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How to convert djvu2pdf ?

My current approach is :

djvups x.djvu > x.ps
ps2pdf x.ps

Is there more efficient and better (in terms of output quality, data/metadata loss) way to handle that ?

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You can try these solutions: superuser.com/questions/100572/… –  nozimica Nov 2 '11 at 17:14
    
As I've wrote there : What's a pity that, currently there is not djvu2pdf tool in Arch repo and old ver in Arch User repo –  Grzegorz Wierzowiecki Nov 2 '11 at 17:42
    
Another way is printing djvu to pdf printer, but you'll got same commands as you tell –  Eir Nym Nov 19 '11 at 15:27
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1 Answer 1

I tried printing the djvu file to PDF (using Evince, so it's probably a mix of djvulibre, gtk+ and cairo), but I got a way smaller result by converting the djvu pages to pdf using ImageMagick's convert.

For this, you need to

  1. extract each page as a separate djvu document (I'm not sure if convert is able to deal multipage djvu and multipage pdf that easily), see djvmcvt -i (an "indirect" document is a document where each page is stored in a separate djvu file)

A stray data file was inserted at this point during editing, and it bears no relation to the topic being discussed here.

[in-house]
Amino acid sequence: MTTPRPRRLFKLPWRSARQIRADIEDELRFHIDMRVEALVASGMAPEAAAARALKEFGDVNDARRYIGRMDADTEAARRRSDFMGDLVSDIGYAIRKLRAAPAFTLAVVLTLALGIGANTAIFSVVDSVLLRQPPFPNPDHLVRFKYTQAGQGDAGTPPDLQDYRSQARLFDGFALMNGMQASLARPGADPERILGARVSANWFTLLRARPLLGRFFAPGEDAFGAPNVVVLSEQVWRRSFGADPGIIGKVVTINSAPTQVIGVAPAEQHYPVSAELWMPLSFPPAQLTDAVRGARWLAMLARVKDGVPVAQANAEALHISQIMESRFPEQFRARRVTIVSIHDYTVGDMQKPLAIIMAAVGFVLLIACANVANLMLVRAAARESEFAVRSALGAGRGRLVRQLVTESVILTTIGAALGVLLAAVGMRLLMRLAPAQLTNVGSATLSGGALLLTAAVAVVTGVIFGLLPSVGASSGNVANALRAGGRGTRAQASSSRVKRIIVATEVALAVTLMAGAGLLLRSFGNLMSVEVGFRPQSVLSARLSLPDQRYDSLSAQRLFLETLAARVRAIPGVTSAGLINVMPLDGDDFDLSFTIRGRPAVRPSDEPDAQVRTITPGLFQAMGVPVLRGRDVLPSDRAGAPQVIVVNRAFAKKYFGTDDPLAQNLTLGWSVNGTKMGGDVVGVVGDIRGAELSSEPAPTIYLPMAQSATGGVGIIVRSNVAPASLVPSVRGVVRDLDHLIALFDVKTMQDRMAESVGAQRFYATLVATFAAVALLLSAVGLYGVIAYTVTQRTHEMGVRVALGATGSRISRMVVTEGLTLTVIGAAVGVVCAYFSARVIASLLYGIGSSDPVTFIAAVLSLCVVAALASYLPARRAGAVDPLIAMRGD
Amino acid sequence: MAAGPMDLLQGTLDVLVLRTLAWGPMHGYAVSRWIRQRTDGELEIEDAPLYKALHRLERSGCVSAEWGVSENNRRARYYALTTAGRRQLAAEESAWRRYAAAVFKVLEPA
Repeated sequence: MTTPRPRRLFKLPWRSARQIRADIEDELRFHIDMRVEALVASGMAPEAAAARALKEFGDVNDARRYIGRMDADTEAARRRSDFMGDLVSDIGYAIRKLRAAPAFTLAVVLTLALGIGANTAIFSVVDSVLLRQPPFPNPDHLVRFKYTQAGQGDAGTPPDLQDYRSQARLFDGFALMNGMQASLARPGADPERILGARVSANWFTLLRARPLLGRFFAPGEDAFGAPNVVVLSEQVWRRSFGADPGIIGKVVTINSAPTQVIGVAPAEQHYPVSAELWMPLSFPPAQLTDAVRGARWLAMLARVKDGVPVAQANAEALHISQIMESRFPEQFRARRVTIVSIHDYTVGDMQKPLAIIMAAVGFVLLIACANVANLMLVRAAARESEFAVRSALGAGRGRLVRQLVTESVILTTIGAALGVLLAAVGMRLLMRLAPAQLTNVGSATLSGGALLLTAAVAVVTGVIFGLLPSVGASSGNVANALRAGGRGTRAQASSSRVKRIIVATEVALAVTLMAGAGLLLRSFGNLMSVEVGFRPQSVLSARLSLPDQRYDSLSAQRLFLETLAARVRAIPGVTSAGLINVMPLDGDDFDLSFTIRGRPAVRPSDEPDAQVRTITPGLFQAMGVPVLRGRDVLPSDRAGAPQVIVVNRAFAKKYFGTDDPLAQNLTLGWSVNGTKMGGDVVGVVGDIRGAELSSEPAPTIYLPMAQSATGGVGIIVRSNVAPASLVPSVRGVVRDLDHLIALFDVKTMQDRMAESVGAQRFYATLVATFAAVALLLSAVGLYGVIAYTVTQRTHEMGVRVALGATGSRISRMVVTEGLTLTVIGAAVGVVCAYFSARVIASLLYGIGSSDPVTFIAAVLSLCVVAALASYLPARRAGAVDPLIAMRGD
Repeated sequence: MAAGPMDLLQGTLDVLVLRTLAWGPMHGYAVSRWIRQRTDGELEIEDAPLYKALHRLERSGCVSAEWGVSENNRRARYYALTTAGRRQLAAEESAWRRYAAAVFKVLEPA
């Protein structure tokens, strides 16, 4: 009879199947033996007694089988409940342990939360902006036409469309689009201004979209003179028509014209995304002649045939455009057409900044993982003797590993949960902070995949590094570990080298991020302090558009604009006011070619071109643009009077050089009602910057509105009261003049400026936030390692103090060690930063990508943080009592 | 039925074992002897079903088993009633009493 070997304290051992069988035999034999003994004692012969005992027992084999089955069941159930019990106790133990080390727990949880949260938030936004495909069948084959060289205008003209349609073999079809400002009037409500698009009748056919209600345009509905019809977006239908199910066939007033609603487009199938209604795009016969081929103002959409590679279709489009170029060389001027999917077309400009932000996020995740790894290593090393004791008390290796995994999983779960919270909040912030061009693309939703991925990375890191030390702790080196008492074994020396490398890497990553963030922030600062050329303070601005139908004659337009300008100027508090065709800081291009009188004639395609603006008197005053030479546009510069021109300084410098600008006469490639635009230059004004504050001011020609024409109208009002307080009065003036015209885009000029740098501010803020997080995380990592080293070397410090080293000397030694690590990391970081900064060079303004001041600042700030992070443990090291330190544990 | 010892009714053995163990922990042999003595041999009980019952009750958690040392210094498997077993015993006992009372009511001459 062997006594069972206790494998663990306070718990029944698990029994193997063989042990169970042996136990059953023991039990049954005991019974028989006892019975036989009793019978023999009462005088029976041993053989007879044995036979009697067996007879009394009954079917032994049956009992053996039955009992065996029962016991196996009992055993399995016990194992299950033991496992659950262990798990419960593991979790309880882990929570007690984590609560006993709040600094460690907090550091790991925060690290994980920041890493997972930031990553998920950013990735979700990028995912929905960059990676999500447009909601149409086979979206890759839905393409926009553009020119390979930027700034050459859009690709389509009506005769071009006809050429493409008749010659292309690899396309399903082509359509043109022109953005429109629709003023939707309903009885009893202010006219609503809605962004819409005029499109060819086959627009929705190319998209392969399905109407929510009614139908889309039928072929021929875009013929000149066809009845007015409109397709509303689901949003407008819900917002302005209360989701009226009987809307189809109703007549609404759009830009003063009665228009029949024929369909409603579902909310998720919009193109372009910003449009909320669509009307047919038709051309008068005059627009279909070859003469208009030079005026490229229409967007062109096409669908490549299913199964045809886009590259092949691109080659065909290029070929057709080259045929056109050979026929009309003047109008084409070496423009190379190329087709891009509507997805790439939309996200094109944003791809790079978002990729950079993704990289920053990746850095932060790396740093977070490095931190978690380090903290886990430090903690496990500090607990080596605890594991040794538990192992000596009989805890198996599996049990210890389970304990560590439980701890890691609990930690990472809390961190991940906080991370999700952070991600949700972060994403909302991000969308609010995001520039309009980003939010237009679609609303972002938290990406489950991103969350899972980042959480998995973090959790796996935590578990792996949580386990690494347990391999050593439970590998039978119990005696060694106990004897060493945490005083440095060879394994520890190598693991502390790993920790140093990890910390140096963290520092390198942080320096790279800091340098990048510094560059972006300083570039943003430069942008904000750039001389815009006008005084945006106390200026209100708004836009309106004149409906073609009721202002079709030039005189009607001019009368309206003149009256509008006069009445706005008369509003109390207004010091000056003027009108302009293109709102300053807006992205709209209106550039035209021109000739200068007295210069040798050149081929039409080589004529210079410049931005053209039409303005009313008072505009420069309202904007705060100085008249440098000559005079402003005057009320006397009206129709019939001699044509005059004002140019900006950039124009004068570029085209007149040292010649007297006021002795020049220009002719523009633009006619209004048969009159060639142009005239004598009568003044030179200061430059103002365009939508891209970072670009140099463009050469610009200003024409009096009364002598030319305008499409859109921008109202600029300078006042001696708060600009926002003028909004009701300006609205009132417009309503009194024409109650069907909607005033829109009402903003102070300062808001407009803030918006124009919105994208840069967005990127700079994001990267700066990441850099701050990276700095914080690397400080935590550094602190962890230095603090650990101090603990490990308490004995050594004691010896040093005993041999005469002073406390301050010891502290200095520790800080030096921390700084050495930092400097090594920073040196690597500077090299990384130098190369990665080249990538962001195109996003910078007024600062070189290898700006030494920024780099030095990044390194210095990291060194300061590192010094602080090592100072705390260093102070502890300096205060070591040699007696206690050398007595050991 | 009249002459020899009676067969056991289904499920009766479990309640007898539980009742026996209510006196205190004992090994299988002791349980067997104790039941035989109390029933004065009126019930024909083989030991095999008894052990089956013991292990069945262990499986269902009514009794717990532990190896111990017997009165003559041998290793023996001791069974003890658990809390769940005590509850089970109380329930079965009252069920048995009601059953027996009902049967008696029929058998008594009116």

2. convert the page using convert — we're not losing anything here, remember that djvu is not vectorial, so even if you're generating an Adobe PDF, you're using it for a raster image
  3. join the pages in a single PDF (you can just feed them to ghostscript -- for example, generating an A4 PDF named out.pdf with all pages from *.pdf in the current directory would be gs -q -sPAPERSIZE=a4 -dBATCH -dNOPAUSE -sDEVICE=pdfwrite -sOutputFile=out.pdf *.pdf)

This said, keep in mind that

  • This does just a straight conversion of a raster image — I guess the only thing you can tweak is the image quality, if it gets stored in the pdf using lossy compression (if convert is unable to do that, ghostscript has some options to tweak the output of pdfwrite, along the lines of -dPDFSETTINGS=, I'm not sure but these may include the possibility of enforcing lossy compression and defining the quality level)

  • This does not use djvu-specific knowledge, I guess the fact djvu encodes foreground and background separately can be used to generate the PDF in a clever way that somehow uses that to save some space

  • PDF is for vectorial stuff, djvu is way better suited for rasterized documents than PDF.

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